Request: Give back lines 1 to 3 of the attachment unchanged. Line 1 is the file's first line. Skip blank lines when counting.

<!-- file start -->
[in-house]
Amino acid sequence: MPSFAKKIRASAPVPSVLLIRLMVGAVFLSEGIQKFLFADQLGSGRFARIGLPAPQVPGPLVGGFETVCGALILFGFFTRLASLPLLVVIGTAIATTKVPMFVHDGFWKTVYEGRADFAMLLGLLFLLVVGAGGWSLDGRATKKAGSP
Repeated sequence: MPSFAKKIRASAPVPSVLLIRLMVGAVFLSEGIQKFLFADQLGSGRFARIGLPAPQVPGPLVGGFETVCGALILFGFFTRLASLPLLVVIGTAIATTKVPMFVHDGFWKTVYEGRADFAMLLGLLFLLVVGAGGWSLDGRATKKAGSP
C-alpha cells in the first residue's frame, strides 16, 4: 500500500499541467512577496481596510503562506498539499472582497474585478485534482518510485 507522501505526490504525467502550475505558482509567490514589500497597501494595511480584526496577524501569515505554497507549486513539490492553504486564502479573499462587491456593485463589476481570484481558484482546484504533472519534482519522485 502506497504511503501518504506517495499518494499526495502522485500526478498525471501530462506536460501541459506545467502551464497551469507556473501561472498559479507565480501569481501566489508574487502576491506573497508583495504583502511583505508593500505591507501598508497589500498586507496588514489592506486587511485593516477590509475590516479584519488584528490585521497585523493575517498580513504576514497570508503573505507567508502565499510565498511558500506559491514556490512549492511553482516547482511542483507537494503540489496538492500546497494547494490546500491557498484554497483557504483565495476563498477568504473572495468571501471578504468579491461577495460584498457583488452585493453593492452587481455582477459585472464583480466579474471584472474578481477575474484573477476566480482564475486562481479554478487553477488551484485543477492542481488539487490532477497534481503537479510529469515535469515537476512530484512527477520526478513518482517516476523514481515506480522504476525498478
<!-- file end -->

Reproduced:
[in-house]
Amino acid sequence: MPSFAKKIRASAPVPSVLLIRLMVGAVFLSEGIQKFLFADQLGSGRFARIGLPAPQVPGPLVGGFETVCGALILFGFFTRLASLPLLVVIGTAIATTKVPMFVHDGFWKTVYEGRADFAMLLGLLFLLVVGAGGWSLDGRATKKAGSP
Repeated sequence: MPSFAKKIRASAPVPSVLLIRLMVGAVFLSEGIQKFLFADQLGSGRFARIGLPAPQVPGPLVGGFETVCGALILFGFFTRLASLPLLVVIGTAIATTKVPMFVHDGFWKTVYEGRADFAMLLGLLFLLVVGAGGWSLDGRATKKAGSP